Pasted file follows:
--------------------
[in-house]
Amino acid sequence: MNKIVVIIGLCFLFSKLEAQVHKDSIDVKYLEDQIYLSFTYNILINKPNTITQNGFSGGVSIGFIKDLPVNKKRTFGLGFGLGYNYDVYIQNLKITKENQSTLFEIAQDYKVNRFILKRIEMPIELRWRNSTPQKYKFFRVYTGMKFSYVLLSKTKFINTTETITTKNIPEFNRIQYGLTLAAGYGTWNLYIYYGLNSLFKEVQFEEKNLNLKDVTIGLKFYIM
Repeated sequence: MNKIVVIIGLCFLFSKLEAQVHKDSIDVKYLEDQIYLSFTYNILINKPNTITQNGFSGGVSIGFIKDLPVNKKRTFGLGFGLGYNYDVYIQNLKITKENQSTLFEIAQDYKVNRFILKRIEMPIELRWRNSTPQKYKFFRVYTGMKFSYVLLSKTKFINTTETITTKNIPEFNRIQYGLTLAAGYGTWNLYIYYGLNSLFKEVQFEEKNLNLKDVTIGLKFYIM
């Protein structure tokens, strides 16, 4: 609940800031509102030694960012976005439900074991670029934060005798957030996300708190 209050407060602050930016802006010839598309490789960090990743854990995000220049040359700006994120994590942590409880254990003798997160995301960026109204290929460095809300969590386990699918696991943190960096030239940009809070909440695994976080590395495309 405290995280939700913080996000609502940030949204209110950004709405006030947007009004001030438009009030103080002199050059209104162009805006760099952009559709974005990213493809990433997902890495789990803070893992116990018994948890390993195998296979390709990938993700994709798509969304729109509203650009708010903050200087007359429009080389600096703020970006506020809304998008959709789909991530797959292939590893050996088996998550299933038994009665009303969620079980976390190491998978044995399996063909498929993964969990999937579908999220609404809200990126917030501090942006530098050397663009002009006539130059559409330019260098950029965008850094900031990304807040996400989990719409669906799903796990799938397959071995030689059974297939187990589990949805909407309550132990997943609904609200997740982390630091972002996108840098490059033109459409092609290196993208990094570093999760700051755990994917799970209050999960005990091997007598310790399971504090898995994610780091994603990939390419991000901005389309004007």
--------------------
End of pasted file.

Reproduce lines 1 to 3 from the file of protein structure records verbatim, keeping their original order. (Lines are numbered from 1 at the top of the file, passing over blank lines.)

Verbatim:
[in-house]
Amino acid sequence: MNKIVVIIGLCFLFSKLEAQVHKDSIDVKYLEDQIYLSFTYNILINKPNTITQNGFSGGVSIGFIKDLPVNKKRTFGLGFGLGYNYDVYIQNLKITKENQSTLFEIAQDYKVNRFILKRIEMPIELRWRNSTPQKYKFFRVYTGMKFSYVLLSKTKFINTTETITTKNIPEFNRIQYGLTLAAGYGTWNLYIYYGLNSLFKEVQFEEKNLNLKDVTIGLKFYIM
Repeated sequence: MNKIVVIIGLCFLFSKLEAQVHKDSIDVKYLEDQIYLSFTYNILINKPNTITQNGFSGGVSIGFIKDLPVNKKRTFGLGFGLGYNYDVYIQNLKITKENQSTLFEIAQDYKVNRFILKRIEMPIELRWRNSTPQKYKFFRVYTGMKFSYVLLSKTKFINTTETITTKNIPEFNRIQYGLTLAAGYGTWNLYIYYGLNSLFKEVQFEEKNLNLKDVTIGLKFYIM